Amber Deanean Dodd grew up in Maryland watching her brothers play basketball and hearing her parents’ stories about their athletic past. She’s followed the W.N.B.A. and N.C.A.A. women’s basketball since she was young, but has never officially been on the field or court herself.
“I was always the bookworm,” Amber, 21, a sports journalist, said. “I’ve always been a writer.”
As she watched her family members play high school and recreational league sports, Amber fell in love with the sights of sport, like the determined looks of track runners waiting to sprint out of their starting blocks. Sounds like the echo of a basketball hitting the gym floor and the roars of the crowd in the stands of a football game brought out an emotional and personal perspective for her.
“In basketball, you’re sitting so up close,” Amber said. “Seeing players without their helmets on, seeing their facial reactions.”
Amber recently graduated from Mississippi State University. She has spent the past four years covering basketball for university publications and freelances for others outside of school, like Hoopfeed, a website covering women’s college and professional basketball. She has also broadcast for M.S.U.’s “Take 30 News.”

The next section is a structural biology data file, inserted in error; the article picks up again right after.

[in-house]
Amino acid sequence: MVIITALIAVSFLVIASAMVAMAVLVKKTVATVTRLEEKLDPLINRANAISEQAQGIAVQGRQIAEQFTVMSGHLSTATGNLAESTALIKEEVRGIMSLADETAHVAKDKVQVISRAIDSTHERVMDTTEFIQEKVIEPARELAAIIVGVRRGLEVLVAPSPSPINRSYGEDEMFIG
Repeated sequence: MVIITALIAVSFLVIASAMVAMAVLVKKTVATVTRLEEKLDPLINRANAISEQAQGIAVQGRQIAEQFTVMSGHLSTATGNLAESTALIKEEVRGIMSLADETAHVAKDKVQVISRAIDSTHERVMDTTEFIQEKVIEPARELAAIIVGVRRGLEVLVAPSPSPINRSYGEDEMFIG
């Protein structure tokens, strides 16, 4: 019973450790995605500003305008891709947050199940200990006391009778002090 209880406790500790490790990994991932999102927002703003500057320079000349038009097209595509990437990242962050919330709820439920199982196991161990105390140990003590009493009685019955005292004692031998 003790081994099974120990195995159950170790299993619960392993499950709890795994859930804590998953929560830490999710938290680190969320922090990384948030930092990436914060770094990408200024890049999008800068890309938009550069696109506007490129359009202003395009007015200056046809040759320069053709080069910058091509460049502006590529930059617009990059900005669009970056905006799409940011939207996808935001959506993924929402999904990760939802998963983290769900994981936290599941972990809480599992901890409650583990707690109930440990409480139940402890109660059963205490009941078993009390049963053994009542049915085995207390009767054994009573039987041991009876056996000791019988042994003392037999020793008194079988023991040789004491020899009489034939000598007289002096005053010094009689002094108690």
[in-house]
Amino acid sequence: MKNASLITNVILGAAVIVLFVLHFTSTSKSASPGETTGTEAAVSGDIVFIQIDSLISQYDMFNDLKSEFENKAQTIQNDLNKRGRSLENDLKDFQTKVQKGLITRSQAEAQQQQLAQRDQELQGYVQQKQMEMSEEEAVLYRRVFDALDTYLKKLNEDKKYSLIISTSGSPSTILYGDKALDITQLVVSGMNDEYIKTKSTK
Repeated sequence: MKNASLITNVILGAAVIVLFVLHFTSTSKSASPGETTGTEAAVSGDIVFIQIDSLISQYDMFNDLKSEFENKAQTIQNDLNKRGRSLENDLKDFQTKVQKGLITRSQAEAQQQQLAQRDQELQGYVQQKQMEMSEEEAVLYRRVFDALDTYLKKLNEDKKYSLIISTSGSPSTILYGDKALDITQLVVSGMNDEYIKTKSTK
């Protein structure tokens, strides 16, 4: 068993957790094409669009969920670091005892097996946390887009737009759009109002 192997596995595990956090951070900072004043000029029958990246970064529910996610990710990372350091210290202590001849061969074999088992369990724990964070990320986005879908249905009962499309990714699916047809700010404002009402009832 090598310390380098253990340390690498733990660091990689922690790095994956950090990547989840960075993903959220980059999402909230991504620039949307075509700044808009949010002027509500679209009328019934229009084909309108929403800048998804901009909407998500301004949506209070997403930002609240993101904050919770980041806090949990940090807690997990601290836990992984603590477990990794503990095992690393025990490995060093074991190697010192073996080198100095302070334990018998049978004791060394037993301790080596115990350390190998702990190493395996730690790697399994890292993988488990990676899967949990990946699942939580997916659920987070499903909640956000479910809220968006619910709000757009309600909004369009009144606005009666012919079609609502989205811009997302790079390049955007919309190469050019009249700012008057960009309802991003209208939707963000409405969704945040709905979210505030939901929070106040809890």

“I love covering basketball,” she said. “I cover women’s basketball on so many different levels. I covered the W.N.B.A. team the Washington Mystics, and Mississippi State women’s basketball, and I’ve covered Maryland a few times, too.”
As a reporter for The New York Times Student Journalism Institute’s 2019 class, Amber hopes to expand her reporting abilities outside of game coverage and into the field of community reporting.
“I’m good at what I do as a sports journalist, but I feel like I’m boxing myself in,” Amber said. “Sports journalism doesn’t have the aspects of breaking news, and it doesn’t have that aspect of journalism when it comes to just talking to people regularly without sports being the anchor of us all talking.”